You may become a sonographer by completing a hospital-based training or postsecondary program. Employers typically prefer to hire applicants who have formal training through an accredited school. Diagnostic medical sonography programs can be found at community colleges and technical schools and usually lead to associate's or bachelor's degrees. The curriculum often includes medical terminology, Doppler procedures, superficial structures, sonographic principles and instrumentation, physics of medical imaging, obstetrical pathology and adult echocardiography. Most programs offer hands-on training and internship opportunities as well.
Top Skills for Sonographers
Formal training and certification is important for a career as a sonographer, but it's crucial to possess other skills as well. Additional qualifications for sonographers may include:
- Good hand-eye coordination
- Good dexterity
- Communication skills
- Ability to stand for long periods
- Compassion and interest in people
- Critical thinking
Job Postings from Real Employers
Employers typically seek experienced sonographers that can work within a specific setting. While the list below doesn't provide a panorama of the job market, here are a few job postings for sonographers found on Careerbuilder.com in March 2012:
- An experienced sonographer is needed at an obstetric consultant company in Jacksonville, FL. Applicants must have high school diplomas, CPR certification and at least six months experience working as ultrasound technicians in obstetrical or perinatal settings. The prospective applicant must have completed a 2-year program and be certified as a diagnostic sonographer.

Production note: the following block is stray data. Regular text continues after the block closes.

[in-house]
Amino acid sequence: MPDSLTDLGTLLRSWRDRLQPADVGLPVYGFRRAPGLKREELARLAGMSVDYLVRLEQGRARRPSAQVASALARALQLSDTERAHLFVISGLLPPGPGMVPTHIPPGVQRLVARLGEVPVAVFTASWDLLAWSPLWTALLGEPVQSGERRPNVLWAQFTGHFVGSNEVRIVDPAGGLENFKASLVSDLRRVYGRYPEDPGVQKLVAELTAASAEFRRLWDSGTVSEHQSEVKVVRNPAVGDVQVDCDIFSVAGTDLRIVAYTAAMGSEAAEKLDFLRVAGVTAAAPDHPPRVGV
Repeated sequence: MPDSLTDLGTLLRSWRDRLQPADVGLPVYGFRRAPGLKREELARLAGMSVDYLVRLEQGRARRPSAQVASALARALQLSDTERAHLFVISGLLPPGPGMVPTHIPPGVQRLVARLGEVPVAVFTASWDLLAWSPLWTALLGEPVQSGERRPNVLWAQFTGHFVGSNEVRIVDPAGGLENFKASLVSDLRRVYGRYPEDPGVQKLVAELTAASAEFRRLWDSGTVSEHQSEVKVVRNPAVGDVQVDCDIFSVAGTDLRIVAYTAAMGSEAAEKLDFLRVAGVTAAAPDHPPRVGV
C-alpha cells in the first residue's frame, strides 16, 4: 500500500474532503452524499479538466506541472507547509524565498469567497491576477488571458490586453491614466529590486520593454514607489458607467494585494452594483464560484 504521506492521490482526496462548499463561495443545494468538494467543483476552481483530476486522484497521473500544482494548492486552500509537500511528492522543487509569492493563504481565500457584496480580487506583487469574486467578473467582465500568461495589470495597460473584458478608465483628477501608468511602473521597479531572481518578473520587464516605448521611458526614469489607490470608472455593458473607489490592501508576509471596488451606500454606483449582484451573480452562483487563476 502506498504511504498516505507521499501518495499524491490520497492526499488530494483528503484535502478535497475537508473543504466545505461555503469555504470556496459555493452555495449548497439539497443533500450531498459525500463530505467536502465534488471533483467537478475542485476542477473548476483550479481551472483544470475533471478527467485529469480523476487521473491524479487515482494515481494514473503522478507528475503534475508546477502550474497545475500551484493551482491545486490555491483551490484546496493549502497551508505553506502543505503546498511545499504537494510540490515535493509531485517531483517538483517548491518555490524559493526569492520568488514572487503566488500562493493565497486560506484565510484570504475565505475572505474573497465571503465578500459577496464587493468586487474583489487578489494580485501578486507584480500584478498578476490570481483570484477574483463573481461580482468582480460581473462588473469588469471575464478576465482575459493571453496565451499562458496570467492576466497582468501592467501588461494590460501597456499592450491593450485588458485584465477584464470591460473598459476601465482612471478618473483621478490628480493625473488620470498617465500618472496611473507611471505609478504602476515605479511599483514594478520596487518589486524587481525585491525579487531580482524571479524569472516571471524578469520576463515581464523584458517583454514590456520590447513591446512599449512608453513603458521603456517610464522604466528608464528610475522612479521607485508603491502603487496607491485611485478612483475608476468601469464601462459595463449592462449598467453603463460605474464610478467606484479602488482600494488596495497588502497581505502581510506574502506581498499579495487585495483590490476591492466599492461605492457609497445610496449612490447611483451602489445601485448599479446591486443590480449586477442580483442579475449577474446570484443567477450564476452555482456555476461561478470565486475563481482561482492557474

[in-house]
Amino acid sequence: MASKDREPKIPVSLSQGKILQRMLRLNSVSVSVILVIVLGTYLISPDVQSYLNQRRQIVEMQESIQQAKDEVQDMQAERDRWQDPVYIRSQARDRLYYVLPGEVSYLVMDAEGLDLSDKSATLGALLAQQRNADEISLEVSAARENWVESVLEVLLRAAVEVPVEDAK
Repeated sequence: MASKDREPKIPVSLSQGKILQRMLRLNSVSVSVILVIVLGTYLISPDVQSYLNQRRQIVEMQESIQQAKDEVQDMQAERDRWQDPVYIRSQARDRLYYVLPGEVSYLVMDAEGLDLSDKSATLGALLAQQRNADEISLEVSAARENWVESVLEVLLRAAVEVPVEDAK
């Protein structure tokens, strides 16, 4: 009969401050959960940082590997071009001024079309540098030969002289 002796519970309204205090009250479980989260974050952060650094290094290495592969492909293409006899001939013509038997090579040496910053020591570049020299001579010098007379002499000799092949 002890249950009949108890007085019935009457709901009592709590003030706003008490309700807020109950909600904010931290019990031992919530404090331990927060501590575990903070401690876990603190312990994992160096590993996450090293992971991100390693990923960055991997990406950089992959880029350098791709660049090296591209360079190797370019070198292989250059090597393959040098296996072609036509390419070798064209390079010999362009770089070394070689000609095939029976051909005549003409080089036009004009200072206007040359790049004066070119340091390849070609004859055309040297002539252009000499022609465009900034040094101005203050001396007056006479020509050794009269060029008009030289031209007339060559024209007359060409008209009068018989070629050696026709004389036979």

- A Rochester, NY, university is seeking an experienced sonographer to work in their healthcare facility. Candidates must be registered or eligible for ARDMS registration and must have at least two years experience working within sonography, including vascular sonography.
- A Wisconsin hospital is seeking a diagnostic sonographer/echocardiographer with experience in various types of sonography, including OB/GYN, abdomen, vascular and adult echocardiograms. Candidates must be ARDMS-certified. This position also has an on-call requirement.
How to Maximize Your Skills